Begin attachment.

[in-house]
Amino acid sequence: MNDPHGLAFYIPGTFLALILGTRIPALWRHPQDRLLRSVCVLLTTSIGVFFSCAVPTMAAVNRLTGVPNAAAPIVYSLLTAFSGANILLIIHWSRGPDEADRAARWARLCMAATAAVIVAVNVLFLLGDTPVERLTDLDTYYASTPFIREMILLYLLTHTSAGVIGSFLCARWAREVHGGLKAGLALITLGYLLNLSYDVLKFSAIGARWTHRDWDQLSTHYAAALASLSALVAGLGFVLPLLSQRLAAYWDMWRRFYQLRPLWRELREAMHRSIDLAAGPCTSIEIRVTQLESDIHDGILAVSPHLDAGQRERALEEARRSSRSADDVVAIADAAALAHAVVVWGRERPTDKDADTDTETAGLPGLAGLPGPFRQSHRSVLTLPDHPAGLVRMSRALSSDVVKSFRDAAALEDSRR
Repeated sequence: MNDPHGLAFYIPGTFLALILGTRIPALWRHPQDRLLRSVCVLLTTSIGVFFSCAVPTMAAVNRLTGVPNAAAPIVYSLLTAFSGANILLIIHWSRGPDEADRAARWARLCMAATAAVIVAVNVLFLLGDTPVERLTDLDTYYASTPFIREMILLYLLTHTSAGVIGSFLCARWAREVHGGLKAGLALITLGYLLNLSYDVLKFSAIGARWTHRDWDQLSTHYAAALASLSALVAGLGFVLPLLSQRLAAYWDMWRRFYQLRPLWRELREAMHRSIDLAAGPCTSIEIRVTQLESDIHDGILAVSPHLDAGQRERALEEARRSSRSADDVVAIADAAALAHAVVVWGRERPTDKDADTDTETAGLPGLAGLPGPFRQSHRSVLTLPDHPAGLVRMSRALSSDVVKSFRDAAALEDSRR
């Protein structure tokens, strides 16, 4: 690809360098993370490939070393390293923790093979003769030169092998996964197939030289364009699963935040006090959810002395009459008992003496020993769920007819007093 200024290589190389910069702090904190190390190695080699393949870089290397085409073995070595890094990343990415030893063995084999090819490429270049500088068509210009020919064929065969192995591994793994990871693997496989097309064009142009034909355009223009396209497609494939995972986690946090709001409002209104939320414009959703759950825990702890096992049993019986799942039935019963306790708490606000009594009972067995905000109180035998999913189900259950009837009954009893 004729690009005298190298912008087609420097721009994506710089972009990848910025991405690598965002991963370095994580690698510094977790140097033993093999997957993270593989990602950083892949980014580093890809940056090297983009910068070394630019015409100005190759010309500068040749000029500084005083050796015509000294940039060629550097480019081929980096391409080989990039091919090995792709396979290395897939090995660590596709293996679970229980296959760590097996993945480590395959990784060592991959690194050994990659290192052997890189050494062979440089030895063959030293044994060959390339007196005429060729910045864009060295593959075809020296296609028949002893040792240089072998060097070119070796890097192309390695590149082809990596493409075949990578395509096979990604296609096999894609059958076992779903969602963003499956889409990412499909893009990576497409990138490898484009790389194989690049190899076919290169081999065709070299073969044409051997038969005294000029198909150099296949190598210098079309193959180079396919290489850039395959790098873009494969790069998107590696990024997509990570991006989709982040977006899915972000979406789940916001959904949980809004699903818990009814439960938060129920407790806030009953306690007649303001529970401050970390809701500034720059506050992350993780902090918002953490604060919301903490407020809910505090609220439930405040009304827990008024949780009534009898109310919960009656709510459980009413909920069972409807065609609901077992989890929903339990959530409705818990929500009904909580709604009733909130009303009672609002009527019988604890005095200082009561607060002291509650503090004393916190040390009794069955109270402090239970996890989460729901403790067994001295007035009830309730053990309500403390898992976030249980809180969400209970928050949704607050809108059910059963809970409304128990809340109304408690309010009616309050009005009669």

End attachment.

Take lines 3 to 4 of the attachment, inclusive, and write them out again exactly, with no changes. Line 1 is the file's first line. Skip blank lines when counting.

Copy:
Repeated sequence: MNDPHGLAFYIPGTFLALILGTRIPALWRHPQDRLLRSVCVLLTTSIGVFFSCAVPTMAAVNRLTGVPNAAAPIVYSLLTAFSGANILLIIHWSRGPDEADRAARWARLCMAATAAVIVAVNVLFLLGDTPVERLTDLDTYYASTPFIREMILLYLLTHTSAGVIGSFLCARWAREVHGGLKAGLALITLGYLLNLSYDVLKFSAIGARWTHRDWDQLSTHYAAALASLSALVAGLGFVLPLLSQRLAAYWDMWRRFYQLRPLWRELREAMHRSIDLAAGPCTSIEIRVTQLESDIHDGILAVSPHLDAGQRERALEEARRSSRSADDVVAIADAAALAHAVVVWGRERPTDKDADTDTETAGLPGLAGLPGPFRQSHRSVLTLPDHPAGLVRMSRALSSDVVKSFRDAAALEDSRR
């Protein structure tokens, strides 16, 4: 690809360098993370490939070393390293923790093979003769030169092998996964197939030289364009699963935040006090959810002395009459008992003496020993769920007819007093 200024290589190389910069702090904190190390190695080699393949870089290397085409073995070595890094990343990415030893063995084999090819490429270049500088068509210009020919064929065969192995591994793994990871693997496989097309064009142009034909355009223009396209497609494939995972986690946090709001409002209104939320414009959703759950825990702890096992049993019986799942039935019963306790708490606000009594009972067995905000109180035998999913189900259950009837009954009893 004729690009005298190298912008087609420097721009994506710089972009990848910025991405690598965002991963370095994580690698510094977790140097033993093999997957993270593989990602950083892949980014580093890809940056090297983009910068070394630019015409100005190759010309500068040749000029500084005083050796015509000294940039060629550097480019081929980096391409080989990039091919090995792709396979290395897939090995660590596709293996679970229980296959760590097996993945480590395959990784060592991959690194050994990659290192052997890189050494062979440089030895063959030293044994060959390339007196005429060729910045864009060295593959075809020296296609028949002893040792240089072998060097070119070796890097192309390695590149082809990596493409075949990578395509096979990604296609096999894609059958076992779903969602963003499956889409990412499909893009990576497409990138490898484009790389194989690049190899076919290169081999065709070299073969044409051997038969005294000029198909150099296949190598210098079309193959180079396919290489850039395959790098873009494969790069998107590696990024997509990570991006989709982040977006899915972000979406789940916001959904949980809004699903818990009814439960938060129920407790806030009953306690007649303001529970401050970390809701500034720059506050992350993780902090918002953490604060919301903490407020809910505090609220439930405040009304827990008024949780009534009898109310919960009656709510459980009413909920069972409807065609609901077992989890929903339990959530409705818990929500009904909580709604009733909130009303009672609002009527019988604890005095200082009561607060002291509650503090004393916190040390009794069955109270402090239970996890989460729901403790067994001295007035009830309730053990309500403390898992976030249980809180969400209970928050949704607050809108059910059963809970409304128990809340109304408690309010009616309050009005009669």